Featured Articles

IHS teardown reveals Galaxy S5 BOM

IHS teardown reveals Galaxy S5 BOM

Research firm IHS got hold of Samsung’s new flagship smartphone and took it apart to the last bolt to figure out…

More...
Galaxy S5, HTC One M8 available selling well

Galaxy S5, HTC One M8 available selling well

Samsung’s Galaxy S5 has finally gone on sale and it can be yours for €699, which is quite a lot of…

More...
Intel lists Haswell refresh parts

Intel lists Haswell refresh parts

Intel has added a load of Haswell refresh parts to its official price list and there really aren’t any surprises to…

More...
Respawn confirms Titanfall DLC for May

Respawn confirms Titanfall DLC for May

During his appearance at PAX East panel and confirmed on Twitter, Titanfall developer Respawn confirmed that the first DLC pack for…

More...
KFA2 GTX 780 Ti Hall Of Fame reviewed

KFA2 GTX 780 Ti Hall Of Fame reviewed

KFA2 gained a lot of overclocking experience with the GTX 780 Hall of Fame (HOF), which we had a chance to…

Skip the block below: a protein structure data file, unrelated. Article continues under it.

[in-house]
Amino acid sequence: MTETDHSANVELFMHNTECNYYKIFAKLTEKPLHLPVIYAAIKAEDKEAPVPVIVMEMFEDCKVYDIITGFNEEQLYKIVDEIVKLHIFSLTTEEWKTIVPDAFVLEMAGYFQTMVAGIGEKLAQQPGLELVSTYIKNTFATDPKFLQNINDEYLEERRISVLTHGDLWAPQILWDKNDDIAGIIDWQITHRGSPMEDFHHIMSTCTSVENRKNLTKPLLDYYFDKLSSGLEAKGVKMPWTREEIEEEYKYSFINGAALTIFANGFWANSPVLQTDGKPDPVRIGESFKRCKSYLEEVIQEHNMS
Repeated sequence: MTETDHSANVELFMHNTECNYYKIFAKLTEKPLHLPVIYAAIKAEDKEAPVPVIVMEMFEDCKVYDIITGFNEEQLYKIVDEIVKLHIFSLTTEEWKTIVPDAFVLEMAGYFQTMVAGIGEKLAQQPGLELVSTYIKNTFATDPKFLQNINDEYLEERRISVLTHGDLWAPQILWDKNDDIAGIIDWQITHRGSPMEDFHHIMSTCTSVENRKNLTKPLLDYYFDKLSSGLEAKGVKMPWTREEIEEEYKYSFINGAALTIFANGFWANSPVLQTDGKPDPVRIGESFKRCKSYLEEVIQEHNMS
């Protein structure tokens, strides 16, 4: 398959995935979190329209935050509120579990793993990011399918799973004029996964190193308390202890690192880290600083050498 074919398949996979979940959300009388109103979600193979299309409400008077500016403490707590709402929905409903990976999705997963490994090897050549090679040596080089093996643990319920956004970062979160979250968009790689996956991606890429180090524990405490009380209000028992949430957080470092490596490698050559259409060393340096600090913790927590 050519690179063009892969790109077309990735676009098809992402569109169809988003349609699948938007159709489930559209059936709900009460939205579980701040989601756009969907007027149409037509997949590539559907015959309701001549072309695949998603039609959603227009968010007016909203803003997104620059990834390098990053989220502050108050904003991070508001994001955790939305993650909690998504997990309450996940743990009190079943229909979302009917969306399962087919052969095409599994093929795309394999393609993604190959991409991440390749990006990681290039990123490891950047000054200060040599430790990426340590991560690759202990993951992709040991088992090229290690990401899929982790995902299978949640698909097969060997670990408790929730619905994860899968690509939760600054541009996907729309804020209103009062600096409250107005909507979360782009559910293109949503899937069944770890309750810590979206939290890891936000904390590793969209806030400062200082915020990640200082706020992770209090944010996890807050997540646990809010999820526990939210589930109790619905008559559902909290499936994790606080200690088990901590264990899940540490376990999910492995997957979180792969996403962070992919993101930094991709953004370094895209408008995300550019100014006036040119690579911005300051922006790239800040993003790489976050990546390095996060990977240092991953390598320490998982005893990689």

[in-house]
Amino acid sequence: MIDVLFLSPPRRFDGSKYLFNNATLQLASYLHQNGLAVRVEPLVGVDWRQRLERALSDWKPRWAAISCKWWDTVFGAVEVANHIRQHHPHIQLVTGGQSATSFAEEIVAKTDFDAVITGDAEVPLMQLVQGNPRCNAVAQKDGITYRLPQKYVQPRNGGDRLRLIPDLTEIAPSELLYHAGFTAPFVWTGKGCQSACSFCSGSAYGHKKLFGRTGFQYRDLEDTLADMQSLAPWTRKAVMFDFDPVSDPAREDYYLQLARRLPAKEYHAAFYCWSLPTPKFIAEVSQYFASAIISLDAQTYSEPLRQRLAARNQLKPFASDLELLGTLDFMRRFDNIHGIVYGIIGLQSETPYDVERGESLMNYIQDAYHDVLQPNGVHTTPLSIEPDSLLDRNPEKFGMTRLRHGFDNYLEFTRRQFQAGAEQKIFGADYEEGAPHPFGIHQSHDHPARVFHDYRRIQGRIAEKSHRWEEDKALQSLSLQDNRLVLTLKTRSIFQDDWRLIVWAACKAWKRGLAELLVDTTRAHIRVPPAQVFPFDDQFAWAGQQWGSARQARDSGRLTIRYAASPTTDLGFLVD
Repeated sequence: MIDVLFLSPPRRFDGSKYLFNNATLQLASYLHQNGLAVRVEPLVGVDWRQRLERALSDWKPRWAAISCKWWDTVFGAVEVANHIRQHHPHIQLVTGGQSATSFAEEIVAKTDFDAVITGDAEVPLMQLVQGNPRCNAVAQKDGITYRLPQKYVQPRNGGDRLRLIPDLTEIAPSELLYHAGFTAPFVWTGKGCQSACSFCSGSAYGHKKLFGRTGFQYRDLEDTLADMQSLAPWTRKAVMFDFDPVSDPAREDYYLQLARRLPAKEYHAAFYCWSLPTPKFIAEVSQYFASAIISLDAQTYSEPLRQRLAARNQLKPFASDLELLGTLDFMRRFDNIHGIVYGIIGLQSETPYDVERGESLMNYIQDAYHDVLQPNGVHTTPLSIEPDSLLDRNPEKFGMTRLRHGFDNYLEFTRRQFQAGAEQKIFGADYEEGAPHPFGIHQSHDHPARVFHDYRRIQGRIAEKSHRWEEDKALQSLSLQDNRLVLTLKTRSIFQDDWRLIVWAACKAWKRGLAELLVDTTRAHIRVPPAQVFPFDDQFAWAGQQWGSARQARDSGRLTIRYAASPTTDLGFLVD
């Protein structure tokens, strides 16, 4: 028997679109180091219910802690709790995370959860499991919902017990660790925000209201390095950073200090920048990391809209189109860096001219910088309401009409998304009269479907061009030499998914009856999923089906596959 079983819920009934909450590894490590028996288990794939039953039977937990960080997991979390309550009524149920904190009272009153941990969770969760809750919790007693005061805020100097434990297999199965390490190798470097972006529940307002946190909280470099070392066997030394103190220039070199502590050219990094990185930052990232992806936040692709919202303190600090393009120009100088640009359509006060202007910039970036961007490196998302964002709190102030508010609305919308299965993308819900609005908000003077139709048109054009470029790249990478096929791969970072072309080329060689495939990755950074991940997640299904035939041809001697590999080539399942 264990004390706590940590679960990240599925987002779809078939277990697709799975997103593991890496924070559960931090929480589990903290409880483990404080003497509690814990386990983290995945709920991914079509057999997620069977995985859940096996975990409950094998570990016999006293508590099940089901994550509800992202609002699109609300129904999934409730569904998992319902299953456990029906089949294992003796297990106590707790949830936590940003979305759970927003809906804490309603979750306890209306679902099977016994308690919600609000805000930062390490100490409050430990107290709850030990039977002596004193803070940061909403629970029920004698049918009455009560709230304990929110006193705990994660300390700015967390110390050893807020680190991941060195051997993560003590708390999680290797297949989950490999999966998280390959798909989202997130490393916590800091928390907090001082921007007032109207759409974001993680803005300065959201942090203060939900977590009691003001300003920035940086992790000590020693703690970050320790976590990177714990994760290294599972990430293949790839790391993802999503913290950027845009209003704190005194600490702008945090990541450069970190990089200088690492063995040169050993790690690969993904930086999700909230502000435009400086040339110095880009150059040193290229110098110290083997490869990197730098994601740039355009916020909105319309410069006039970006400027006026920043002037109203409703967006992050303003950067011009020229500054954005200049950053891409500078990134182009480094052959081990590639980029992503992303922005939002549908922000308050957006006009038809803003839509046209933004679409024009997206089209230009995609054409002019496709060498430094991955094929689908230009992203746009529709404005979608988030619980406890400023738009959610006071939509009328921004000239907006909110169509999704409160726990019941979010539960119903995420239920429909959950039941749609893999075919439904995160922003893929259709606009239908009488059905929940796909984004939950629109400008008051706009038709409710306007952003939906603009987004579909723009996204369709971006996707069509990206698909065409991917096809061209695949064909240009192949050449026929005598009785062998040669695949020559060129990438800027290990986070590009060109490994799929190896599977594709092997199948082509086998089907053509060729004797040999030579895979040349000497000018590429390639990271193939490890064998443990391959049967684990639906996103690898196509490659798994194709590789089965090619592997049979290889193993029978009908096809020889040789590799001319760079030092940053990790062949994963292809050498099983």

More...
Frontpage Slideshow | Copyright © 2006-2010 orks, a business unit of Nuevvo Webware Ltd.
Wednesday, 21 September 2011 11:20

Semiconductor industry in trouble

Written by Nick Farell


Gartner warns of problems this quarter
Beancounters at analyst outfit Gartner have warned that semiconductor inventory levels will reach worrisome levels in the third quarter The problem is that consumer and business spending will be weaker than expected and the industry will start correcting its inventory.

Gartner analyst Gerald Van Hoy said in a statement that the the semiconductor industry entered the third quarter of 2011 with moderately high levels of inventory.

“Current levels are too high given the weakening economic sentiment, and the industry must rein in production growth and take action to reduce accumulated inventory. We expect that these actions will occur during the next few quarters with production and sell-through expected to return roughly to balance by the second quarter of 2012.”

Gartner notes that the excess inventory comes at a time when average selling prices are tracking below trend levels, with foundries seeing over capacity.

Nick Farell

E-mail: This e-mail address is being protected from spambots. You need JavaScript enabled to view it
blog comments powered by Disqus

Comments  

 
0 #1 dew111 2011-09-21 18:30
What, no flame remarks about the cause being AMD...I'm shocked!
 
 
0 #2 The HavoX 2011-09-21 19:08
Duh, maybe it's because it's more than just AMD and GlobalFoundries .
 

To be able to post comments please log-in with Disqus

 

Facebook activity

Latest Commented Articles

Recent Comments